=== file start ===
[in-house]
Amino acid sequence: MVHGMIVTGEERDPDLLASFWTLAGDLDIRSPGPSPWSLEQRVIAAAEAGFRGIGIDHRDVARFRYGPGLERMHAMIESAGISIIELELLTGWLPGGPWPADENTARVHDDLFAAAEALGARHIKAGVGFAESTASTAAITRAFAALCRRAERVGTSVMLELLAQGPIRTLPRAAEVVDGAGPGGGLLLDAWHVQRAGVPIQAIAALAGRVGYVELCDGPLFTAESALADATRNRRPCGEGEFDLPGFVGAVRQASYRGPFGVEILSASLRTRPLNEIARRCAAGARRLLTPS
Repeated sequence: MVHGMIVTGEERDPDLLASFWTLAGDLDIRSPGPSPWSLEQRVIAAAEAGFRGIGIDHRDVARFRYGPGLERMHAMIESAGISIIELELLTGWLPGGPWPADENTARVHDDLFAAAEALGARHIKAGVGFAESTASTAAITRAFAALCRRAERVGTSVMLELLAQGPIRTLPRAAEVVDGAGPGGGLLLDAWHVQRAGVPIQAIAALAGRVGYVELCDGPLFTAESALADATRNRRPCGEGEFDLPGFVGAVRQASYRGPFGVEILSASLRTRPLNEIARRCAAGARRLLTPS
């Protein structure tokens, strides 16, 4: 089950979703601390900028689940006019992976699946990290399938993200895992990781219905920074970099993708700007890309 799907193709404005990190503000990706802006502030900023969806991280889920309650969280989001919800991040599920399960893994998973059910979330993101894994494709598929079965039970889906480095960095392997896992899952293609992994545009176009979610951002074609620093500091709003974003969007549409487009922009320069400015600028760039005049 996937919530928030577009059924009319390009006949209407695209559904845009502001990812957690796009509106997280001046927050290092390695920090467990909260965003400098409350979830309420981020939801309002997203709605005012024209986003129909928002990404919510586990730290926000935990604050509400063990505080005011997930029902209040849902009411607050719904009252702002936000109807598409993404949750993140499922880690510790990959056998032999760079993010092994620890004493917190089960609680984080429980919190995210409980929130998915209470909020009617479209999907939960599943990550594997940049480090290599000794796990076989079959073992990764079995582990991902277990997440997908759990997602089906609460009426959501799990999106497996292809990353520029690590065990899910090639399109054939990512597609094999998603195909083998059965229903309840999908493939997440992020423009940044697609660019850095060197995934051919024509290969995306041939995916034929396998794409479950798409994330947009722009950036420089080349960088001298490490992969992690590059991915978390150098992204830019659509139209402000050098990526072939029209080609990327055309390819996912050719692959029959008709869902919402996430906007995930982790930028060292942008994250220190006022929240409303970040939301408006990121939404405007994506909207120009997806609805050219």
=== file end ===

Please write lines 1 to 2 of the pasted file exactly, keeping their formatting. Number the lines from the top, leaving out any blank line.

[in-house]
Amino acid sequence: MVHGMIVTGEERDPDLLASFWTLAGDLDIRSPGPSPWSLEQRVIAAAEAGFRGIGIDHRDVARFRYGPGLERMHAMIESAGISIIELELLTGWLPGGPWPADENTARVHDDLFAAAEALGARHIKAGVGFAESTASTAAITRAFAALCRRAERVGTSVMLELLAQGPIRTLPRAAEVVDGAGPGGGLLLDAWHVQRAGVPIQAIAALAGRVGYVELCDGPLFTAESALADATRNRRPCGEGEFDLPGFVGAVRQASYRGPFGVEILSASLRTRPLNEIARRCAAGARRLLTPS